“We work strictly under the Scottish Joint Industry Board (SJIB
) agreement which keeps a uniform pay and rule structure across the team.”
Andy works closely with the colleges and SECTT to make sure all is running smoothly with the company’s apprentices. He receives regular reports and training officers are often on site carrying out reviews. Internally, the company conducts its own assessments every three months ensuring the apprentices get the required support and guidance.
Andy said: “Apprentices really have to knuckle down and focus. I keep close to them to make sure they are getting the correct training and developing in line with their development plan. If they are struggling, we give them support to get things moving in the right direction.
“When all’s said and done, our apprentices carry the future of our business in their hands. Properly managed, the modern apprenticeship allows them to get the vital skills, knowledge and experience they need. That’s why I’d have no hesitation in recommending it.”
This woman’s work
Scottish Apprenticeship Week is not the only celebratory event this month, with March 8 also happening to be International Women’s Day.
Charley Welch (pictured above) is a Stage 3 electrical apprentice and despite being a woman in a traditionally male world, says her gender has never been an issue.
“Everybody in Livingston has been brilliant,” the 22-year-old said. “We have a wide range of people – older, younger, and in between – and they’ve all been really good to me.
“At times I’m the only female on a site with 30, 40 or 50 people and I just don't notice. You do get the occasional person saying, ‘My God, there's a lassie on site’. But everyone I’ve met has congratulated me on being a spark.”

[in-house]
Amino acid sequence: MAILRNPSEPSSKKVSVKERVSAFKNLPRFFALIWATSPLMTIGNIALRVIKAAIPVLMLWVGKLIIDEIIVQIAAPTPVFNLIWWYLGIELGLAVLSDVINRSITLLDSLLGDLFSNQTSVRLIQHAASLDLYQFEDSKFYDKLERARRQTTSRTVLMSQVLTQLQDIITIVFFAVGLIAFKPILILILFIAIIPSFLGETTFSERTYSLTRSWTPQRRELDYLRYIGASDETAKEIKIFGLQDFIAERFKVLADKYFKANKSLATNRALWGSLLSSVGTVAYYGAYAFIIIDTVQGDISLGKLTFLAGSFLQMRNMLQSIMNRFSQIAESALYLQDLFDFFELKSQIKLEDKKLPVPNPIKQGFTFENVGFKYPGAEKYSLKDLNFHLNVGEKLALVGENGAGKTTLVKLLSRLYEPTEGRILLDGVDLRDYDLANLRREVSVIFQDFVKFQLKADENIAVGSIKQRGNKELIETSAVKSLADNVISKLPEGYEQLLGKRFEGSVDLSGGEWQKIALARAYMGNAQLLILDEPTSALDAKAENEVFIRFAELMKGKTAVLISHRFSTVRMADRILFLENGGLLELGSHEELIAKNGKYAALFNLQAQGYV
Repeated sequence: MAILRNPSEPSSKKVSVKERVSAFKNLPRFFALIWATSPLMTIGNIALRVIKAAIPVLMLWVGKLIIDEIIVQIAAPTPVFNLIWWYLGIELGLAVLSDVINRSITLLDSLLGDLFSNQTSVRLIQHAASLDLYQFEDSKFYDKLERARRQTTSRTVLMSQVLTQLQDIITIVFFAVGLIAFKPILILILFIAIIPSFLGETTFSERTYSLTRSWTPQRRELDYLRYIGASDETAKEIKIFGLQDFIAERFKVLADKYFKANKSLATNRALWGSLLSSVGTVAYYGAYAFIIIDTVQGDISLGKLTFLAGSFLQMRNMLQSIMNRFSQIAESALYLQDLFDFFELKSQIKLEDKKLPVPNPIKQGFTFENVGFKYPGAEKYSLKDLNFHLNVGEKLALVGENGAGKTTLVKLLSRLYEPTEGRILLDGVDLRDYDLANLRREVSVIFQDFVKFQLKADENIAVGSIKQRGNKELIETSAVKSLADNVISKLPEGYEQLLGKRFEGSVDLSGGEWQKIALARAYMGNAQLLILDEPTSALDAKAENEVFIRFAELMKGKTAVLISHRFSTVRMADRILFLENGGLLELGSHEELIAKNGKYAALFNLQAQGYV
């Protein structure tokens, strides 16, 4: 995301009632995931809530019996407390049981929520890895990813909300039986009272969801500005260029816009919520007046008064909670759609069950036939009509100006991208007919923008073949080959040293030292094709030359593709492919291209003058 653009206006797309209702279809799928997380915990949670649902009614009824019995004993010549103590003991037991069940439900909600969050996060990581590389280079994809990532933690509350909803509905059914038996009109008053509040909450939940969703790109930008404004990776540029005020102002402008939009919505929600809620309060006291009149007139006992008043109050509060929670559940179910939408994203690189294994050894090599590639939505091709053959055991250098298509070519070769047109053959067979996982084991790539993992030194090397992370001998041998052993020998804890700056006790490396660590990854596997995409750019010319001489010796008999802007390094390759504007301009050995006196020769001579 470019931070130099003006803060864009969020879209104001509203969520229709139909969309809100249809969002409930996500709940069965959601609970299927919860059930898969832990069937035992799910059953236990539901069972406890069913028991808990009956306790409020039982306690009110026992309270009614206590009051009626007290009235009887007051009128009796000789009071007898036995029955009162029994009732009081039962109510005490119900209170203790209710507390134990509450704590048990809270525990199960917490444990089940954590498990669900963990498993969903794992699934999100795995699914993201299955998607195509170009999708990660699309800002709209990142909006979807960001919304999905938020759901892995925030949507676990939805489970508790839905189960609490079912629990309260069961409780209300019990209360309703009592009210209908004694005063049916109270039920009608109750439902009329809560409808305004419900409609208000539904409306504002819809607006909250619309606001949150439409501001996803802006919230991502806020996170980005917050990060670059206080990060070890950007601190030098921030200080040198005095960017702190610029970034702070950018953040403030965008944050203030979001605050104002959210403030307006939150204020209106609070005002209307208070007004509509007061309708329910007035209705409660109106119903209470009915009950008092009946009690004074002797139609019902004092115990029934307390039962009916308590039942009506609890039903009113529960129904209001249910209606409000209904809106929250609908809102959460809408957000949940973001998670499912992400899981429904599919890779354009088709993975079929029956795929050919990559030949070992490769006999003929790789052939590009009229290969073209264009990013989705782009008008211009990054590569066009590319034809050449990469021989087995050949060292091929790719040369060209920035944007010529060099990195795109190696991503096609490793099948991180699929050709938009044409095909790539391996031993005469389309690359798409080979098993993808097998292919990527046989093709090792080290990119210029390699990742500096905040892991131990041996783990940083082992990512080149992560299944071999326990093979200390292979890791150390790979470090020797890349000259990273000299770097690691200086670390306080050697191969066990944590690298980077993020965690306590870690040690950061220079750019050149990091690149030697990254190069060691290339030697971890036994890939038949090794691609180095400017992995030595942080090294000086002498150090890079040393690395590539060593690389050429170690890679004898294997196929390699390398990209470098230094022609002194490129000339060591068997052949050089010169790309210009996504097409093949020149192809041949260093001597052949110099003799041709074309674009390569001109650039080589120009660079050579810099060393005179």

This was not Charley’s first career choice. Initially she had a place at Edinburgh Napier University
to study biomedical science. However, a visit to the University’s open days convinced Charley that student life wasn’t for her.
Fortunately, her dad used to work for Morris & Spottiswood. He was able to speak to Andy Russell at Livingston, and eventually it was suggested Charley try a pre apprenticeship course at West College Scotland, Clydebank Campus
. That proved a success and Charley moved on to a full-time apprenticeship with Livingston in June 2018.
There followed a range of experiences, including fitouts for major developments by Diageo
, the latter of which provided a boost for Charley’s confidence. She said: “The supervisor was Chris Callaghan who is well respected across the Livingston team and I give him so much credit. He pushed me out of my comfort zone and that really helped.”
Charley admitted to some initial doubts about her choice: “The prospect of another three to five years in an educational environment was daunting. But I feel like I’ve just slotted into where I was meant to be. Now, I couldn't see myself doing anything else.”
In the immediate future she’s keen to get more experience, particularly off-site and in the office, and will be completing her first year of an HNC in electrical engineering course at night school in June.
Charley concluded: “I’d recommend the apprenticeship, 100 per cent. Everyone says it’s great to have a trade behind you. That’s so true, and when you work for a good company it’s even better.
“We need more people in the industry. And it would be fantastic if some of them were women.”